The above image was shot with the new 645 D FA 25mm lens. When using wide angle lenses and still trying to fill the frame with the subject, you can get a little too close to the action. A fraction of a second after this shot, Kabayama’s left foot glided a little too close to the lens for comfort. (When Q lent me the lens he had stated, “Please be careful with this one Willson.)
For the following sequence I used the standard 55mm lens giving me a little more breathing room. The third image is the real money shot – it captures the essence of the shoot in a single image, and it was the most difficult to produce.
To freeze action in this way you have to use either bright ambient light and a very fast shutter speed, or low ambient light and a strobe with a very fast flash duration.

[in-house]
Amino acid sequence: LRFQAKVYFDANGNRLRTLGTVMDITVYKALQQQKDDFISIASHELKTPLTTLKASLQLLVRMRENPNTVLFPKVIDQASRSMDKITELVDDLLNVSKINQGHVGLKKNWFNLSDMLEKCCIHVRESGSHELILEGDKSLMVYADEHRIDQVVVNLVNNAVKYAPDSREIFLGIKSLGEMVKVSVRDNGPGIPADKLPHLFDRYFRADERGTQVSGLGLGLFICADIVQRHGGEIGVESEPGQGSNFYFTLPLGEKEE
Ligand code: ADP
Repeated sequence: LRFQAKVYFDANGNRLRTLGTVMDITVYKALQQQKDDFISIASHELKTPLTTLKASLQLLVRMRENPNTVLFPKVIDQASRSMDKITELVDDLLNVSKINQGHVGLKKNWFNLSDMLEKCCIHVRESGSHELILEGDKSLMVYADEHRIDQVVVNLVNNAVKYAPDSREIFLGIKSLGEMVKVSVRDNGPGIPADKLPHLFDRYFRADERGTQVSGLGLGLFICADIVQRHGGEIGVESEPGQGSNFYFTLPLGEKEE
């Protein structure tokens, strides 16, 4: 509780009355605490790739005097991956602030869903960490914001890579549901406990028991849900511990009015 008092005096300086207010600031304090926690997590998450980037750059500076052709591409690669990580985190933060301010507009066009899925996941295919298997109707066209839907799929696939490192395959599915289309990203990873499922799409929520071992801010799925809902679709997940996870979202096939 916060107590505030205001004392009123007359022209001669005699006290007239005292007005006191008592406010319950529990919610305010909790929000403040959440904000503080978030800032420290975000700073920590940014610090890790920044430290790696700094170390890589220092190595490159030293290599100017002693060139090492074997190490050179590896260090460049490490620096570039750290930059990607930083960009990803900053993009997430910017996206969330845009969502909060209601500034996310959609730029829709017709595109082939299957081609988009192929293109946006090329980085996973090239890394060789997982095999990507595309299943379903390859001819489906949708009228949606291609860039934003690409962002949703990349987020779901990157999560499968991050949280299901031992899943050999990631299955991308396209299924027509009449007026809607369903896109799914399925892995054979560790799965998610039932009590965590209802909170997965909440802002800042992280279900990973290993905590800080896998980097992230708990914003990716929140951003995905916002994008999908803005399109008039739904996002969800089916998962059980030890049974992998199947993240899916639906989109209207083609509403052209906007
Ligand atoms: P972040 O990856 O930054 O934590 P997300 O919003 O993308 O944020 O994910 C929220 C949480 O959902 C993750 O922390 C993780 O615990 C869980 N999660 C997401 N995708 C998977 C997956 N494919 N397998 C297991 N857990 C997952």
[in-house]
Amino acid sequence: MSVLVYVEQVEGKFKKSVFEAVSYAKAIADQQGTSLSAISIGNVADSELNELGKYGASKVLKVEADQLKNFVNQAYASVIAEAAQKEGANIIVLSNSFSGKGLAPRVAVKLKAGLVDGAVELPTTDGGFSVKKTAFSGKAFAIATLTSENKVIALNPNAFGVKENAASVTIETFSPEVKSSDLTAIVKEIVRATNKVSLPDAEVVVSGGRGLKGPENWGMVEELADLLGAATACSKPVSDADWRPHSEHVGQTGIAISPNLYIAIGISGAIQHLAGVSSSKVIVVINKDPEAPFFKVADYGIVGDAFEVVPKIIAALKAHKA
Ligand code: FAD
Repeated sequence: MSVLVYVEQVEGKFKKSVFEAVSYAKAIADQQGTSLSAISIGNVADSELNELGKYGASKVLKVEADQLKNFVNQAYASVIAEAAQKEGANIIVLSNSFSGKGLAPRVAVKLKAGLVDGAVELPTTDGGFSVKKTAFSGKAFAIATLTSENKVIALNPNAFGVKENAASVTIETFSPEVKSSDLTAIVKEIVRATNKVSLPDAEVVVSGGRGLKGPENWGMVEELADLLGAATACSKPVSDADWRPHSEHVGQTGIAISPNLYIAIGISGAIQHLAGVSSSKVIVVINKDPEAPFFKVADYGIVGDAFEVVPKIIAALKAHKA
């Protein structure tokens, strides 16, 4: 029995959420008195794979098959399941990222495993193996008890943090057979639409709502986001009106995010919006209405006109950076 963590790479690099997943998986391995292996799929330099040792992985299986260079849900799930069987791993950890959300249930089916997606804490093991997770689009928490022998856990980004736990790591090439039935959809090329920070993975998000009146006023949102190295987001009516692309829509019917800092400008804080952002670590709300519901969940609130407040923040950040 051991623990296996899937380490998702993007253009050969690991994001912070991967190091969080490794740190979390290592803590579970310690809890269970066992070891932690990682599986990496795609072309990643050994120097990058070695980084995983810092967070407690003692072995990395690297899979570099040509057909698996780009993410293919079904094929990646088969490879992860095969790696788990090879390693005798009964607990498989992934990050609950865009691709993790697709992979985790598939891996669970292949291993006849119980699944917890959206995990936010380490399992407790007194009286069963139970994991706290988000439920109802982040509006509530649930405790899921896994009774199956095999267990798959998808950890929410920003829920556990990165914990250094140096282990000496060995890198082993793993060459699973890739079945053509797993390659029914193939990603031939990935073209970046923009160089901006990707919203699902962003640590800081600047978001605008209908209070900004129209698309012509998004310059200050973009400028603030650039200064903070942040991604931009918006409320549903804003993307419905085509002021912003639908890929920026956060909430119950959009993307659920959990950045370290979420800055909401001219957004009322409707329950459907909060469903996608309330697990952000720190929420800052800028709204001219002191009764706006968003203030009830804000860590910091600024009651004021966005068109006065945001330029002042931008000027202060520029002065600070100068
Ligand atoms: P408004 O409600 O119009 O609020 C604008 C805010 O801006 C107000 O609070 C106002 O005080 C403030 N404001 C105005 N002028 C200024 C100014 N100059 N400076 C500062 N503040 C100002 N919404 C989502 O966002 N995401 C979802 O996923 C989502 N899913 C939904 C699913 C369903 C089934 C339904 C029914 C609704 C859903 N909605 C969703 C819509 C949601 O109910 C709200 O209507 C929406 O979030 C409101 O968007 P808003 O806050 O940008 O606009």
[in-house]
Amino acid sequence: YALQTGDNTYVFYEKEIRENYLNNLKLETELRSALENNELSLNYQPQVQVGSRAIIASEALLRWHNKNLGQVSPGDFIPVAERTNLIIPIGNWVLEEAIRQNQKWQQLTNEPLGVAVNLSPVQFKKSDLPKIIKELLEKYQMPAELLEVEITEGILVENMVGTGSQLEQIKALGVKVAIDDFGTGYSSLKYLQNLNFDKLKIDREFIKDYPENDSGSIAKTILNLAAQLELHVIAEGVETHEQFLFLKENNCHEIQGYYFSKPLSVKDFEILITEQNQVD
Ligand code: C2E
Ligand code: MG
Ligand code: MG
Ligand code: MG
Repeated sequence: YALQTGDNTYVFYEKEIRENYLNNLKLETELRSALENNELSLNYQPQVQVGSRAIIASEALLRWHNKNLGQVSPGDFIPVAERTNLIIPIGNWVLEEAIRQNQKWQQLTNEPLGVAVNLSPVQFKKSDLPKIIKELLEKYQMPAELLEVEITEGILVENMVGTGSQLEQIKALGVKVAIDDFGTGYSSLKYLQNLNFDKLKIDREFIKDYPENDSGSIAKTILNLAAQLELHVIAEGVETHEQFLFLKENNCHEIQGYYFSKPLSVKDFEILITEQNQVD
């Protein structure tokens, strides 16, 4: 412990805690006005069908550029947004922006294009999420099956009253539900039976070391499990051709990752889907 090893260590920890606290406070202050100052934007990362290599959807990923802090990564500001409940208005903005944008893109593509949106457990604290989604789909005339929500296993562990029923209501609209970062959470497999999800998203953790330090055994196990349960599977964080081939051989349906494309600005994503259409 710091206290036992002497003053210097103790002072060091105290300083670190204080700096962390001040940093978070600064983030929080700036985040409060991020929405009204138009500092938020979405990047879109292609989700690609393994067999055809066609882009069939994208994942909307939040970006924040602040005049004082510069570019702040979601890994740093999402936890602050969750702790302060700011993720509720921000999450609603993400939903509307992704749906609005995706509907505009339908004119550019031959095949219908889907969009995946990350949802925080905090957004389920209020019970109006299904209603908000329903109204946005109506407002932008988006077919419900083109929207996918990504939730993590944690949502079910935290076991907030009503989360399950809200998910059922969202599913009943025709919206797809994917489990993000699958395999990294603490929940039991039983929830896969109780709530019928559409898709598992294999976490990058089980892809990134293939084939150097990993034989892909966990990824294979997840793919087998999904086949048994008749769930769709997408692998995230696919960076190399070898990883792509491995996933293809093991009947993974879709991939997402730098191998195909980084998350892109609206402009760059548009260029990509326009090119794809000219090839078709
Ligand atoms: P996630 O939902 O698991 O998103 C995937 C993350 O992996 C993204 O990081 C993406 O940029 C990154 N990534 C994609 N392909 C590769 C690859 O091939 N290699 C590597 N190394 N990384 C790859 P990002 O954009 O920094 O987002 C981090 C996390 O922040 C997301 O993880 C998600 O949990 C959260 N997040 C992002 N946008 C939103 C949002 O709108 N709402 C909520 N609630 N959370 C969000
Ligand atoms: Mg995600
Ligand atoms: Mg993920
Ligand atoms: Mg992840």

I turned off all the lights in the dojo, then used a strobe system with a flash duration of about 12,000 / sec to stop time. It also required a little luck to get Kabayama sensei mid-flight as the camera only shoots one frame per second. Very pleased with this shot, I like the way the strobe casts a clear shadow of Kabayama sensei’s left hand just before impact.
A big thank you to Kabayama sensei who was willing to be slammed into the matting repeatedly in the name of photography!